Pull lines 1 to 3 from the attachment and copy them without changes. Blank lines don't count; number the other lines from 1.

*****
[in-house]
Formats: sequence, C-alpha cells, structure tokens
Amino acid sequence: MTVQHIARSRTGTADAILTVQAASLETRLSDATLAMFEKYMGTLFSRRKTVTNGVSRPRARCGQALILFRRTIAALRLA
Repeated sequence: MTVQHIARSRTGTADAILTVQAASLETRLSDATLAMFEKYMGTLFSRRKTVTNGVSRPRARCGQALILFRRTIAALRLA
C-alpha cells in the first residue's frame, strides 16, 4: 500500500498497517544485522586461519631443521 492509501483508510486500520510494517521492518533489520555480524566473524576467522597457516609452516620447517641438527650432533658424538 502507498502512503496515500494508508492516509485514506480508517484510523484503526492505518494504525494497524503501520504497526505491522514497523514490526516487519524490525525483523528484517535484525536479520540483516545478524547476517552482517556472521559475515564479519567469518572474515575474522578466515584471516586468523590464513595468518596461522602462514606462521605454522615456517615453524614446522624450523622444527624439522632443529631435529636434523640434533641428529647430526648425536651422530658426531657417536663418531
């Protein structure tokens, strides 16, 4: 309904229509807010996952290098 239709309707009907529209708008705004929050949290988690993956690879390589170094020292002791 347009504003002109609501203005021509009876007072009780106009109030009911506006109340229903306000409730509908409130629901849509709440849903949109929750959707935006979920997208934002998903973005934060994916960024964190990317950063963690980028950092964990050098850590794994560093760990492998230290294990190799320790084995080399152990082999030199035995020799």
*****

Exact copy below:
[in-house]
Formats: sequence, C-alpha cells, structure tokens
Amino acid sequence: MTVQHIARSRTGTADAILTVQAASLETRLSDATLAMFEKYMGTLFSRRKTVTNGVSRPRARCGQALILFRRTIAALRLA